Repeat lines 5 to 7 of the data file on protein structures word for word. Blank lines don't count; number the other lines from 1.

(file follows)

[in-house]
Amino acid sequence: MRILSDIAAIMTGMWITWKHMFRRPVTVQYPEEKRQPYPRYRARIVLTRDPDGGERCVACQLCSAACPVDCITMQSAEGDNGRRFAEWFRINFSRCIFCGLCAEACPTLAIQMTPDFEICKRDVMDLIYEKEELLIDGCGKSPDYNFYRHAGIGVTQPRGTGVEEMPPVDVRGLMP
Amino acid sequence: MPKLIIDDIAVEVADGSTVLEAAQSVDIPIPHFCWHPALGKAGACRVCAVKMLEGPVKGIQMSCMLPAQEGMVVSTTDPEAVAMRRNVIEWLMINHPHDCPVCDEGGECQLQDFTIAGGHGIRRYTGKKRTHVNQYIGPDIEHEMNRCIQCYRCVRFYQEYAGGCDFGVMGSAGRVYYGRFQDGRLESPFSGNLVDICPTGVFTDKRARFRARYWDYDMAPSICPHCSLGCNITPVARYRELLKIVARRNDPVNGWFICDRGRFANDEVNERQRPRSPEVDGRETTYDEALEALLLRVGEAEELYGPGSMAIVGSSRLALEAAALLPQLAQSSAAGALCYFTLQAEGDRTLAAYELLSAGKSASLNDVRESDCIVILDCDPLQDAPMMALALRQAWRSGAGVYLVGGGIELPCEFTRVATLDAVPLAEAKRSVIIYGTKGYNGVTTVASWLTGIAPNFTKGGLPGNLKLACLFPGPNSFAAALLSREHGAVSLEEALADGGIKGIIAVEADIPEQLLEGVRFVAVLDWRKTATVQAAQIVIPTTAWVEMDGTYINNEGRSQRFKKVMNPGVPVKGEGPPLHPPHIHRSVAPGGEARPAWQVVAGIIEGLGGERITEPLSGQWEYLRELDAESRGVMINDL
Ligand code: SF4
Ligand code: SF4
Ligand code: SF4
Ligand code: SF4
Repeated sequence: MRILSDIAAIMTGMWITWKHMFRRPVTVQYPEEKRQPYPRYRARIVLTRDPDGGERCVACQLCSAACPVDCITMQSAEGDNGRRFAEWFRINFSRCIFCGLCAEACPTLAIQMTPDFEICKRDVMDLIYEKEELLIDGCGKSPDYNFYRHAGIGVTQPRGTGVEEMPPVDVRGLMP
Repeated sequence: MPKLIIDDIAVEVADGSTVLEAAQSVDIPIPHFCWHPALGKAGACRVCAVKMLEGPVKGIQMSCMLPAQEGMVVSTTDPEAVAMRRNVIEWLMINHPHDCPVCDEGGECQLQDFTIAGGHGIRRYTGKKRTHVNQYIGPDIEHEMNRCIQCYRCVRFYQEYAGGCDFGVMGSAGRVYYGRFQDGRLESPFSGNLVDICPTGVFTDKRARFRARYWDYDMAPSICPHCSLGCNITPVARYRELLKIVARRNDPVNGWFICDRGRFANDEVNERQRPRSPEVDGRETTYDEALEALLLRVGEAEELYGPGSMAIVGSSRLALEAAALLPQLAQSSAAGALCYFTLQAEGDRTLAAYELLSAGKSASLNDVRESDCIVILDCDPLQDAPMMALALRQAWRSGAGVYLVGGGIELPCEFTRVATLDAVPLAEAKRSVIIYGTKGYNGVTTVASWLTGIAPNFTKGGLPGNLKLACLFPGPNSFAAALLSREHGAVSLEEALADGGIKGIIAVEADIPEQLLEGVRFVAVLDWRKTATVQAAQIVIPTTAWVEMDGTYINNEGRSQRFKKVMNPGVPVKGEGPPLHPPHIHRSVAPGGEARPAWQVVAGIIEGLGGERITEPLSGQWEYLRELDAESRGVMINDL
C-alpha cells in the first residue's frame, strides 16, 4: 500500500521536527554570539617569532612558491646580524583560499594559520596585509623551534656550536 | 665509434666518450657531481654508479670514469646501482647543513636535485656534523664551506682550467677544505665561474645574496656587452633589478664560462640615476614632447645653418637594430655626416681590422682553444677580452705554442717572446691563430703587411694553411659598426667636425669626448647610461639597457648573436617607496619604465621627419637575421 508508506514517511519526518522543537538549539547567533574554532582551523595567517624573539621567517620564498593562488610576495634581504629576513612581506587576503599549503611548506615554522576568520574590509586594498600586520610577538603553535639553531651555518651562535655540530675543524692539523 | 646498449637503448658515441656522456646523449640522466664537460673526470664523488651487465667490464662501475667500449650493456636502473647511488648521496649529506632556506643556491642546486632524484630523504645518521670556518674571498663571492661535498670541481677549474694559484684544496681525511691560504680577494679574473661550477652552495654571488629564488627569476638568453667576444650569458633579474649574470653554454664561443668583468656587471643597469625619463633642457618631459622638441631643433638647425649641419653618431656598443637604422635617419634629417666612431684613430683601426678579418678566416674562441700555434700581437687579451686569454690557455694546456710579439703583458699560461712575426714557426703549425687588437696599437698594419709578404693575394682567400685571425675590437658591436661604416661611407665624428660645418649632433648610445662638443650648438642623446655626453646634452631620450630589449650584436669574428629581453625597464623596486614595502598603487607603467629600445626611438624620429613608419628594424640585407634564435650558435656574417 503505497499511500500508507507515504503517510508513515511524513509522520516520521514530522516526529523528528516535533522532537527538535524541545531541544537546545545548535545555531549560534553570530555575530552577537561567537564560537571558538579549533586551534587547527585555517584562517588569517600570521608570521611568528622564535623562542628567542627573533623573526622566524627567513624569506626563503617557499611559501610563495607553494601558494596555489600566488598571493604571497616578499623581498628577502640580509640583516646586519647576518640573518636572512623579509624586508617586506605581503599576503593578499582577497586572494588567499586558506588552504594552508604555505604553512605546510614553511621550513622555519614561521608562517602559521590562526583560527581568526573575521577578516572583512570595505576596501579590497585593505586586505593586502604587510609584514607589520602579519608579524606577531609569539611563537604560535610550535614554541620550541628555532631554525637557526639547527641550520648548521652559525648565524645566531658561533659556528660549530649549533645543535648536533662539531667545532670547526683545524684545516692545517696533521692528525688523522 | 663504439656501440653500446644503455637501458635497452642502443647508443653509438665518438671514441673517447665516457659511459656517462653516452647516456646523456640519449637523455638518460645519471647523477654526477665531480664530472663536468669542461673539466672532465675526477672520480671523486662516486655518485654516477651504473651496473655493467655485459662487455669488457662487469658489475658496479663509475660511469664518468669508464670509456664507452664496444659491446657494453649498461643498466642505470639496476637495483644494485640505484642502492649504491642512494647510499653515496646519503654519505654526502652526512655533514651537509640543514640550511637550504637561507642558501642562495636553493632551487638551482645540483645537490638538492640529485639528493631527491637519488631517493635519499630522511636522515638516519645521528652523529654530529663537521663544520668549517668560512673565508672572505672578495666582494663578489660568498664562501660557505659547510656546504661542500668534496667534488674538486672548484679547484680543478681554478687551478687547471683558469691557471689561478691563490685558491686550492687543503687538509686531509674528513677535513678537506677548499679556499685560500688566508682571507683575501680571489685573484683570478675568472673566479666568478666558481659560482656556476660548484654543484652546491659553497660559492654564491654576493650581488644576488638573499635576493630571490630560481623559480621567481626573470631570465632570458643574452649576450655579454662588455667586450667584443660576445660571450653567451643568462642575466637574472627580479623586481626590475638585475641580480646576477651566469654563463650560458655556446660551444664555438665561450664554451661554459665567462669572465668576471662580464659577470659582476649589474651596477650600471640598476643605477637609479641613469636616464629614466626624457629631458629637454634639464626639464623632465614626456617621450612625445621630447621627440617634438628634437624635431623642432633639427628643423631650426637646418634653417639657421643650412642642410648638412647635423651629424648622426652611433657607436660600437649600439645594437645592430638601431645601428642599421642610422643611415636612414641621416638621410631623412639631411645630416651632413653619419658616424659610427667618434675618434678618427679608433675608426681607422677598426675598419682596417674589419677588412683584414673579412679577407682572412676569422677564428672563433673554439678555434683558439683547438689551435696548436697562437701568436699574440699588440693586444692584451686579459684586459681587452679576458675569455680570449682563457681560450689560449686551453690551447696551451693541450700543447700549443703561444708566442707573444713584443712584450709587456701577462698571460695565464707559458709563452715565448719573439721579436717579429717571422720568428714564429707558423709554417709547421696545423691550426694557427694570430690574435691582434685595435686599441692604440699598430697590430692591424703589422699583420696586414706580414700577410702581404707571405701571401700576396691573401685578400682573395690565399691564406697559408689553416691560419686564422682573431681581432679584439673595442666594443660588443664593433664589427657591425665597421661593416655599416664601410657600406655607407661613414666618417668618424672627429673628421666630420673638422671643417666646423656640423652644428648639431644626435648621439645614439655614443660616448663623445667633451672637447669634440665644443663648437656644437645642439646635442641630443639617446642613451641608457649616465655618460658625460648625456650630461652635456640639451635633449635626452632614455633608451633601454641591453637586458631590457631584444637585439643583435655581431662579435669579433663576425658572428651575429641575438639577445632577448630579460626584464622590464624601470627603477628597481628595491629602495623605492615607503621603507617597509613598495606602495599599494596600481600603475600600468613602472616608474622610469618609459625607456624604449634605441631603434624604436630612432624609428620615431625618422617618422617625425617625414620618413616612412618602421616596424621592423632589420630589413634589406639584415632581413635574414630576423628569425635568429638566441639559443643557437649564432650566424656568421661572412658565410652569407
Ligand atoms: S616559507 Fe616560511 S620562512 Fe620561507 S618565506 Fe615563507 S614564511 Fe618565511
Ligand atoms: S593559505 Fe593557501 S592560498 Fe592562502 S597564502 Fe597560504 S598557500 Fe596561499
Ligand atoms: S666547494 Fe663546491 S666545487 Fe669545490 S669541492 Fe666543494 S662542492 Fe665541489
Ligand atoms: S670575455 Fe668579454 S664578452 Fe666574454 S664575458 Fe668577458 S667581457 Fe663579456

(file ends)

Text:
Ligand code: SF4
Ligand code: SF4
Ligand code: SF4